The basement’s finished! The last couple of months have consisted of buying materials, working ‘til 1 am, and having nightmares about falling walls and flooding houses. By the end, I was totally sleep deprived and exhausted. The total cost was nearly three times what I had budgeted, but it’s done and was still worth it!
I had a last minute open house last night because a tenant’s possibly moving in at the end of the week. Only a few people could make it out with about 5 hours notice and such dreadful weather, but it was great little intimate gathering!
Now that the craziness is over, I’m hoping to find some normal again! I was excited to work on a creative construction project, but I also wanted to use all the materials I’d been collecting over the years and create a space that would help cover some monthly expenses with its rental income.
Now, I’m trying to resist the urge to jump right into another project and take some time to look at what I might be running from by staying so busy. I’m going to take a day or two a week off work for a while, which kind of terrifies me financially, but I think it’ll work out.
It’s hard to change, especially when things work pretty well! But I know if I keep going like I have been for the last decade, I’ll miss out on a me that would be less tired, more compassionate, and more connected and giving to the people around me.
Check out the photos below. We finished just in time for my dad’s arrival from Seattle, so he had his own private suite for the week!
This venture was a humbling reminder of how hard it can be to do a truly “green” construction project in an efficient manner. For every zero VOC paint or recycled wood that we used, there was a trailer full of trash or a super toxic floor sealer to counteract it!
Here are some of the recycled things we were able to use:
All the cabinets, shelving, cedar trim, and many of the 2x4s used for framing were from remodeling jobs where they were about to be thrown away. We just primed and painted the cabinets and trim, and they worked great! The countertops are old wooden doors from the Habitat Store. We cut them to size, sanded them down and then I used an all in one Minwax brand Stain/ Polyurethane to stain and seal them. All for a total cost of about $20 bucks! I used a black stain on the main countertop and a golden oak on the island.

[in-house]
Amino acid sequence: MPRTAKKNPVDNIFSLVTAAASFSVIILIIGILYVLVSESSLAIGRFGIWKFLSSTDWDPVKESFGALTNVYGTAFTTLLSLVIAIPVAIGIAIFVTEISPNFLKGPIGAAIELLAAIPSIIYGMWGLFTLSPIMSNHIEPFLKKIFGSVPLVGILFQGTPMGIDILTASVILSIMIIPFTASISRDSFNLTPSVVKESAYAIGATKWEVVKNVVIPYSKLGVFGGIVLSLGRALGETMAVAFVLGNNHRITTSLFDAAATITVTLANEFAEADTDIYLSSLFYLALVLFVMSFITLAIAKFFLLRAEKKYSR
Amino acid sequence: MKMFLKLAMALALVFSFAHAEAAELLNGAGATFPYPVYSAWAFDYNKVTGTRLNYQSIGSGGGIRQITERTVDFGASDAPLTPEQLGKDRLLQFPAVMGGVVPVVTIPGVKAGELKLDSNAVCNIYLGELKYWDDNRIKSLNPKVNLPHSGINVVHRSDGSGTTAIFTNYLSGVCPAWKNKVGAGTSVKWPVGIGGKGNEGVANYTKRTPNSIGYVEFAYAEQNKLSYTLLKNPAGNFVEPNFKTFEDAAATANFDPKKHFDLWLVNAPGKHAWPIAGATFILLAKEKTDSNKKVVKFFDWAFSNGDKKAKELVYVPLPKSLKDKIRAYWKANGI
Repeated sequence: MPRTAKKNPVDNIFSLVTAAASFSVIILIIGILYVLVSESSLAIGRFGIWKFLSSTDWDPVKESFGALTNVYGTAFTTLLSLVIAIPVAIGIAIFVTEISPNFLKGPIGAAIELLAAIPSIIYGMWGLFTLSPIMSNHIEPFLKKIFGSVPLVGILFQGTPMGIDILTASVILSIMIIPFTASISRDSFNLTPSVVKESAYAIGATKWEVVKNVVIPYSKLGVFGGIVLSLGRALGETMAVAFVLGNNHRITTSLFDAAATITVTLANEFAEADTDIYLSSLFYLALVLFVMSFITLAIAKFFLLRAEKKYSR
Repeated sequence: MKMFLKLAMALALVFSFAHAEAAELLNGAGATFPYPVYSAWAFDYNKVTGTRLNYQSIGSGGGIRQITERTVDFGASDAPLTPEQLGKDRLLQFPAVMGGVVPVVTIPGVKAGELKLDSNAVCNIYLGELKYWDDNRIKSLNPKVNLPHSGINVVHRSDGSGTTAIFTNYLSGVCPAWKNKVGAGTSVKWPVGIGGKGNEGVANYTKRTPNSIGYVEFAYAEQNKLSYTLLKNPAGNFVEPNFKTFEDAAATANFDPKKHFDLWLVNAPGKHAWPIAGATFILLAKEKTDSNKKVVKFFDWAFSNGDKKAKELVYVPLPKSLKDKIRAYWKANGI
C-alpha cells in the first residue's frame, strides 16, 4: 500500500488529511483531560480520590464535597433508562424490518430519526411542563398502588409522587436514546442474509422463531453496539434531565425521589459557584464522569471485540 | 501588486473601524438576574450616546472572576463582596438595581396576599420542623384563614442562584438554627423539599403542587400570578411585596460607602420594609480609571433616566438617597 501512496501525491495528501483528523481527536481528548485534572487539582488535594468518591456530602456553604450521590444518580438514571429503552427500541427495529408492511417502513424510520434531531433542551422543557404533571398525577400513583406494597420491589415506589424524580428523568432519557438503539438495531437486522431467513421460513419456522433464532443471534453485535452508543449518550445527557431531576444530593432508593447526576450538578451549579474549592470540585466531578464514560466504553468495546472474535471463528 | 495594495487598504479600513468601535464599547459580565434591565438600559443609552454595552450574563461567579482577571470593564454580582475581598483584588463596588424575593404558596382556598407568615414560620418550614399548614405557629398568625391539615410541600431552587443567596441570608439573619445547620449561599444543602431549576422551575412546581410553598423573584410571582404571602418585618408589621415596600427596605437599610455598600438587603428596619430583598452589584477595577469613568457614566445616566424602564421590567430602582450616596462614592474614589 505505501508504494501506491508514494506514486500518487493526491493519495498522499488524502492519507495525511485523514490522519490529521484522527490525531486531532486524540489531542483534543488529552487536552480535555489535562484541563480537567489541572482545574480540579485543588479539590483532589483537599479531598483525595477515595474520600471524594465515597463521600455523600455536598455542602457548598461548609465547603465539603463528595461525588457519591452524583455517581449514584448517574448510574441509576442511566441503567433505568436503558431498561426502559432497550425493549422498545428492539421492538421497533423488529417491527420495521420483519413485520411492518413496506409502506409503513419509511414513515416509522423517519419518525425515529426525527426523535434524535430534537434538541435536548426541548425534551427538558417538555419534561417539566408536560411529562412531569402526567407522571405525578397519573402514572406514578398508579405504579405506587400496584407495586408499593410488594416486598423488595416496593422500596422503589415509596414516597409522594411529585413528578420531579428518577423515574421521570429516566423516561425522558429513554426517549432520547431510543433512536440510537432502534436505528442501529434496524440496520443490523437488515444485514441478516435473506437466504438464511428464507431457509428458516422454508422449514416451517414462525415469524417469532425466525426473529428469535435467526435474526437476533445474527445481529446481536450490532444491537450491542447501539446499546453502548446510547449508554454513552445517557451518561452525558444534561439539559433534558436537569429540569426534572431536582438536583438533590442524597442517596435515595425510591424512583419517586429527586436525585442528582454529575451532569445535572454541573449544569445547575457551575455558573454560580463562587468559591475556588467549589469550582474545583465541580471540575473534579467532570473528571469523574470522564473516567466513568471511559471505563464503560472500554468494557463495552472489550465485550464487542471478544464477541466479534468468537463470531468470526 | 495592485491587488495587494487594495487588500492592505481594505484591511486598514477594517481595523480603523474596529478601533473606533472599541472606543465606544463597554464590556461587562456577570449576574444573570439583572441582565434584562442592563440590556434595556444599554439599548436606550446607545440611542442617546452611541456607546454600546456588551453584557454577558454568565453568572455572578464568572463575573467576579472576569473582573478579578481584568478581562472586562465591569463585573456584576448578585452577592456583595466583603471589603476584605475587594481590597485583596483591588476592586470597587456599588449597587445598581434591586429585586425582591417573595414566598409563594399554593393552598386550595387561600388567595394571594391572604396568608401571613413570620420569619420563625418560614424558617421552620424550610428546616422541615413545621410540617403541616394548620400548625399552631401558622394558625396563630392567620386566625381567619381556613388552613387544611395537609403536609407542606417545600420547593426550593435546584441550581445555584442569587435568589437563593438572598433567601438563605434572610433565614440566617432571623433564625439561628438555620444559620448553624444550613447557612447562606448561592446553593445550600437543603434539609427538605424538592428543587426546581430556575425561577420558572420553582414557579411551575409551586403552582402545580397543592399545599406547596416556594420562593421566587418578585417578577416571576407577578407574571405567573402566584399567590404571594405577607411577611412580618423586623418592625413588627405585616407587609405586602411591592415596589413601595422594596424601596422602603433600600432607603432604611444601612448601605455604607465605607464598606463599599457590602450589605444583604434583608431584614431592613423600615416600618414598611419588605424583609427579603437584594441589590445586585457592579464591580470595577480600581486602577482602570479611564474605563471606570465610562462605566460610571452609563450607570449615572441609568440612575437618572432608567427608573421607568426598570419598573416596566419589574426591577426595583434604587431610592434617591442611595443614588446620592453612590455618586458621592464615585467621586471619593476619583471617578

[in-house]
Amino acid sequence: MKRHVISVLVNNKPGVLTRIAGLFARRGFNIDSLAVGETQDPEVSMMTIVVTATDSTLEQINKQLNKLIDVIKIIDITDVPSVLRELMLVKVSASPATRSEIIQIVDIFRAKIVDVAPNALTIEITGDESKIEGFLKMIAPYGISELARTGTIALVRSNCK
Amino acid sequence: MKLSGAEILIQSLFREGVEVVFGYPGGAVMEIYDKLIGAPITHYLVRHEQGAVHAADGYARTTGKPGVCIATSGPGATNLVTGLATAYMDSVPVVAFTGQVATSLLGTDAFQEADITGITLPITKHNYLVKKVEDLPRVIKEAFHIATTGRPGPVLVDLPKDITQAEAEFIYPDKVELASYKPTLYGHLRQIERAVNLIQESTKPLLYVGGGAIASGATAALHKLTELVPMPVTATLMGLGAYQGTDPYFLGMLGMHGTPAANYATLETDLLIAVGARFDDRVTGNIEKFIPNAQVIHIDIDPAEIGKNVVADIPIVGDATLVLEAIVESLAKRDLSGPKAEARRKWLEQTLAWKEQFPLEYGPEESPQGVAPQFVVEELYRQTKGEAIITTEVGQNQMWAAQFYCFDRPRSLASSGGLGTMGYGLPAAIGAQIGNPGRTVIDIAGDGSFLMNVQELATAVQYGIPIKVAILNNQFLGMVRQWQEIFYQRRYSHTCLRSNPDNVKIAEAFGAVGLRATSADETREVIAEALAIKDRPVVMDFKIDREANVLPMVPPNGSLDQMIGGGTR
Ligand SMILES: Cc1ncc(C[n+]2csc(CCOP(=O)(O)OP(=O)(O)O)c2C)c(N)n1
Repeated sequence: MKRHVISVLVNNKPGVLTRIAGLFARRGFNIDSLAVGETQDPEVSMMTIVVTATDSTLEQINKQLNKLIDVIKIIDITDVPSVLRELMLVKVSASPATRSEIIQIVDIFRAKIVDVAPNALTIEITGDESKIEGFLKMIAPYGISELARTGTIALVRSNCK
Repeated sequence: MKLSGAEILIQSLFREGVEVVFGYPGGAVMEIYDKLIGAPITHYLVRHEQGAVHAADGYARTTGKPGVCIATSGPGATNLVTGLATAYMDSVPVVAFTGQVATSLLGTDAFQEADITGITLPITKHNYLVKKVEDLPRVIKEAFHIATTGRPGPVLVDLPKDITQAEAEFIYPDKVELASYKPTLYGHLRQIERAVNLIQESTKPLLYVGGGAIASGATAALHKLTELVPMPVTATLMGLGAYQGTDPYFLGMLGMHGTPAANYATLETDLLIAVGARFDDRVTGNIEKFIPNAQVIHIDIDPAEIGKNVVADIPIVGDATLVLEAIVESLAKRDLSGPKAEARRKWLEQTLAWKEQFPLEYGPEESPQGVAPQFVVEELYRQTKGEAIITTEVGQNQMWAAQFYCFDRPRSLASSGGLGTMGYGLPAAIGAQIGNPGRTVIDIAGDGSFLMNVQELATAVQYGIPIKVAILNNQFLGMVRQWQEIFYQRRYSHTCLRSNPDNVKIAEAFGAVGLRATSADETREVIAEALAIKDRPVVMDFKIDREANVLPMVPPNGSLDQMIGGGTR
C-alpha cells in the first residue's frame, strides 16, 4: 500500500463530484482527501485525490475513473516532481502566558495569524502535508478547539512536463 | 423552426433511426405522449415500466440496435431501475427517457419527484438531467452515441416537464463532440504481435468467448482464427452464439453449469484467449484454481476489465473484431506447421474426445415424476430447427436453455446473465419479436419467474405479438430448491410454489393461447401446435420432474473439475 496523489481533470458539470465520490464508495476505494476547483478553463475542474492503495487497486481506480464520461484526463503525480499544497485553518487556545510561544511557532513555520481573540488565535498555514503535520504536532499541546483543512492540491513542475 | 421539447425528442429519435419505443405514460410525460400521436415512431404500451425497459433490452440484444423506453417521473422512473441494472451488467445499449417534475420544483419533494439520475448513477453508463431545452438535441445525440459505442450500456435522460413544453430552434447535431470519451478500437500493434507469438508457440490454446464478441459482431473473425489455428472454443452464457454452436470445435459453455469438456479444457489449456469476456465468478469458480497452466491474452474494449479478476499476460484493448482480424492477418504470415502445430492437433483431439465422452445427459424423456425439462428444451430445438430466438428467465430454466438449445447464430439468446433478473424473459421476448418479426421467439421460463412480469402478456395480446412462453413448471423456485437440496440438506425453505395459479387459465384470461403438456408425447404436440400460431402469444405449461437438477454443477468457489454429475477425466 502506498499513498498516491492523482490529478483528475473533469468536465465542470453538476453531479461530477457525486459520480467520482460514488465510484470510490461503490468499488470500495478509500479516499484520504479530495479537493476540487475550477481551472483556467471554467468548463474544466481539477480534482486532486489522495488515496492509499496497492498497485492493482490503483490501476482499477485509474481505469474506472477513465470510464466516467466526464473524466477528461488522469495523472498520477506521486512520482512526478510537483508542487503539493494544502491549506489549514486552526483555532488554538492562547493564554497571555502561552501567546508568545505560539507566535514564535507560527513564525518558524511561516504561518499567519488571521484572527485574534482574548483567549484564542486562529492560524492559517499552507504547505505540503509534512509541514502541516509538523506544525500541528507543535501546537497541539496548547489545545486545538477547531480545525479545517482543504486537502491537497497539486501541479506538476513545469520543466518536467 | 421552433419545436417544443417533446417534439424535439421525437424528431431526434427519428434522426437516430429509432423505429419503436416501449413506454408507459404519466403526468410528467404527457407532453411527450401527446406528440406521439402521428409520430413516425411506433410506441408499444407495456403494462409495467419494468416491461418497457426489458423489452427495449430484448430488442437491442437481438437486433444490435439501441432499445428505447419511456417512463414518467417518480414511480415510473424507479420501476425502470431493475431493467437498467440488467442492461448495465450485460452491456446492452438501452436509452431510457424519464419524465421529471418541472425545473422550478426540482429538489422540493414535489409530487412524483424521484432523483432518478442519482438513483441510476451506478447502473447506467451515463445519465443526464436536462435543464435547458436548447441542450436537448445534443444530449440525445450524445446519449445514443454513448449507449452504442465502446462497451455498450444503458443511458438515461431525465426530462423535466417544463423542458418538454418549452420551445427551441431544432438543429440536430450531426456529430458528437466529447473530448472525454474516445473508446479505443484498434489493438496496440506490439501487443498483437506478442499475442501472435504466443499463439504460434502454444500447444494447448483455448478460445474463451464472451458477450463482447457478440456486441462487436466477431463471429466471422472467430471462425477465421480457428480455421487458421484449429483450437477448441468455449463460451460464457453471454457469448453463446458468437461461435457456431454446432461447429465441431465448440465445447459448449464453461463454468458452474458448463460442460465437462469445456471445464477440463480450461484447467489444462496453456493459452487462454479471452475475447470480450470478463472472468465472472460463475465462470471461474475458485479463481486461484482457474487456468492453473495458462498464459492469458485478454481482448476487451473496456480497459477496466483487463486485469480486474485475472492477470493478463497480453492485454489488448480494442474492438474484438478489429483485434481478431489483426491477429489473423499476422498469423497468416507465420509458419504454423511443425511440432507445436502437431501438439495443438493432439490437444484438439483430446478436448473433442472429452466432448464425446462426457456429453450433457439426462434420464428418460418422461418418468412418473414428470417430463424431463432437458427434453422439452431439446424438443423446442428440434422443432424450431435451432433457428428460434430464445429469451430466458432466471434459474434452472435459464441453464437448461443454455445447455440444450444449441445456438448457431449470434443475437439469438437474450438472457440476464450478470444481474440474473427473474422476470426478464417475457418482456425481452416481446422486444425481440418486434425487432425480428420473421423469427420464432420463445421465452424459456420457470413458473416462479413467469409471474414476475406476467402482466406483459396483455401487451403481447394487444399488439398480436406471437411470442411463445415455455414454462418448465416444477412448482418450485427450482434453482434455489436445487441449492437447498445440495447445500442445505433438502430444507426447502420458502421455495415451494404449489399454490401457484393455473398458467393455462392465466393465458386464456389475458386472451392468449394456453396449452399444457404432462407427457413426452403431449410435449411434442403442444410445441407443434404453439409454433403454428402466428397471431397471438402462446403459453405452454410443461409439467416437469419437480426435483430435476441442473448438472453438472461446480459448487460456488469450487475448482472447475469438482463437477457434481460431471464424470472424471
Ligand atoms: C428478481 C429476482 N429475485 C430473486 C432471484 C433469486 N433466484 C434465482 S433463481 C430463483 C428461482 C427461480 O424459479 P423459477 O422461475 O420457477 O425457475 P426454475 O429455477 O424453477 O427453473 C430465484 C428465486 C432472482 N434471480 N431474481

The kitchen island is made of some wall cabinets that we turned upside down!
The toilet was nearly new, also from a remodeling job and was about to be smashed to pieces.
I left the ceiling and 2 concrete walls exposed, so it saved on materials and labor and also made for a cool industrial feel.
All of the furniture is second hand, except the barstools, most of it I either used as a kid, or it was passed down from my grandparents. The white church pew came out of my grandparents church in Memphis, TN. The steamer trunk in front of the bed went with my great grandmother on a boat to China in the 20s! And the brass bed was my childhood bed that I used to do gymnastics on!
My mom, aunt, and grandmother took some old brightly colored curtains of mine and used them as fabric to make several beautiful pillows and a bench cushion for the church pew. Chris snatched some burlap coffee sacks from the Red Cat coffeehouse, and my mom turned those into some really cool pillows. And the bathmat is made from recycled t-shirts!
This has been such a group effort, and I’m so grateful for all the people who have helped me. I couldn’t have done this without any one of these people, especially in the timeframe I had to finish.
Christopher Davis has been so awesome, patient and helpful with anything I’ve needed along the way. He’s followed me around for countless outings to thrift stores and Lowe’s and put up with my obsessive question asking and list making. He was there to paint, make coffee for the workers and expertly clean off or organize anything that could be cleaned or organized.
Gabriel Villa Rojas is an amazing carpenter and an incredibly talented and generous human being. I have him to thank for many of the materials he salvaged from other jobs. He patiently stood by while I changed my mind countless times on things he had already nailed in place, and the trim work he did really brought everything together. I would recommend him in a heartbeat, so let me know if you need a good carpenter. (It may take him 6 months to get to it because he’s in such high demand, but he’s worth the wait).
Gabriel’s brother, Abel, helped me with all the plumbing, electrical, framing, HVAC work and hauling away of trash; he did a great job!
Ellis Hopkins is a talented concrete artist, who created the sealer with colorant that I used on the concrete floor.
Asdrubal Cruz, Moises Acuna, and Alexander Cruz along with a few other of their workers, would come to my house at 6:00 at night, after their day jobs to help me with all of the painting.
My mom, Beth, and her boyfriend, Carl Cummins, helped clean off furniture, cabinets, ceilings and stairs.
My roommate, Andy, was incredibly flexible and patient with the constant noise of jackhammers, nailguns and saws and with all the moving around of furniture, a chaotic garage and a house full of dust for two months.
So thank you again to everyone, and I hope you like the photos!